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Department of Geology and Mineralogy.

NO WRITER ATTRIBUTED

The department of Geology is established in the University Museum between the museum of Comparative Zoology and the Botanical Department. The department of Mineralogy will soon be located in the latest addition to the museum, now approaching completion. It is probable that the new rooms will be ready for occupation in the fall of 1890, when the arrangement of the geological department and of the mineralogical section will be as follows: The first floor of the northwest corner contains a geological laboratory, instructors' laboratories and a lecture room with a seating capacity of 250 students. Beneath this lecture room are workshops for the slicing, cutting and grinding of rocks and fossils for chemical work. Two rooms on the second floor of the block next to the corner are assigned to the petrographical laboratory and collect-collection. The general library of the Museum, containing 20,000 volumes, and the Whiting Geological, Library, are on the same floor. The third floor is devoted entirely to exhibition rooms and the fourth to the division in physical geography, for laboratory instruction and the personal uses of advanced students.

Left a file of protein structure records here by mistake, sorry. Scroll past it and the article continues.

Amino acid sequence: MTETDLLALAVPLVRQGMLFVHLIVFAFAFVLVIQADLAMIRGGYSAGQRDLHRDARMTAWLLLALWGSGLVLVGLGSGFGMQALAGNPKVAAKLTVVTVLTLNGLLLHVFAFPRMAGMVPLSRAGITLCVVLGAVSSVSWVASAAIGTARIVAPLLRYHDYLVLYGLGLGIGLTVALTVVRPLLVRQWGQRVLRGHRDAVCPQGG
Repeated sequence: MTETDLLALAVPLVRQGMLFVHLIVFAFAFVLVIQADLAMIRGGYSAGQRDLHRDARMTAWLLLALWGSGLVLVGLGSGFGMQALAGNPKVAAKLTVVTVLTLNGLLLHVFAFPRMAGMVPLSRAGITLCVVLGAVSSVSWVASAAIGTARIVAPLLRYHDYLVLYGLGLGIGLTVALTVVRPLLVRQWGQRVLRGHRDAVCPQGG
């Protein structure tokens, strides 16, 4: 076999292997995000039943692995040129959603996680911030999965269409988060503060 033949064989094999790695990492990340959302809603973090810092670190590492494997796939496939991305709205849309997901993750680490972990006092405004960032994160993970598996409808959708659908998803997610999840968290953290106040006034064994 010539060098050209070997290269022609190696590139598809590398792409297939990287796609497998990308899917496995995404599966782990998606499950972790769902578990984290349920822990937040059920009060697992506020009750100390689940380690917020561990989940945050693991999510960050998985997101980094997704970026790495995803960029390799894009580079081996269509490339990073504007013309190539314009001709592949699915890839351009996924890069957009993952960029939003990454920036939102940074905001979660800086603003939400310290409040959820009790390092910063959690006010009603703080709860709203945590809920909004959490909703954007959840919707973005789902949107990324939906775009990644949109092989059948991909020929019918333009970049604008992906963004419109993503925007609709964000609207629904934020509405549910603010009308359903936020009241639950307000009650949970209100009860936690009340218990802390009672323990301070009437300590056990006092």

The mineralogical section of the museum is about 70 feet square and contains laboratories for mineral analysis, assaying, smaller rooms, lecture halls and all that is necessary to carry the course on successfully. The courses of instruction in geology year at present arranged include elementary descriptive geology, general critical geology, advanced geological research, with practice in personal field investigation and geological surveying, Meteorology and physical geography, historical geology, paleontology, petrography, economic geology and mineral veins and metalliferous deposits.

In addition to these there are three summer courses: Geology A, elementary course of six weeks at Cambridge; Geology B, advanced course of six weeks in New York, Connecticut and Massachusetts; Geology C, an opportunity for special investigation in connection with the professional work of the instructors can generally be afforded advanced students. Associated with these courses are chemical courses in mineralogy, crystallography and the physics of crystals.

Every facility will be furnished, both for investigations of the structure and properties of minerals and for chemical analysis. In the new museum a convenient laboratory has been especially devoted to mineral analyses and another to crystallographic and optical measurements; and all books and apparatus required for advanced work will be accessible to students.

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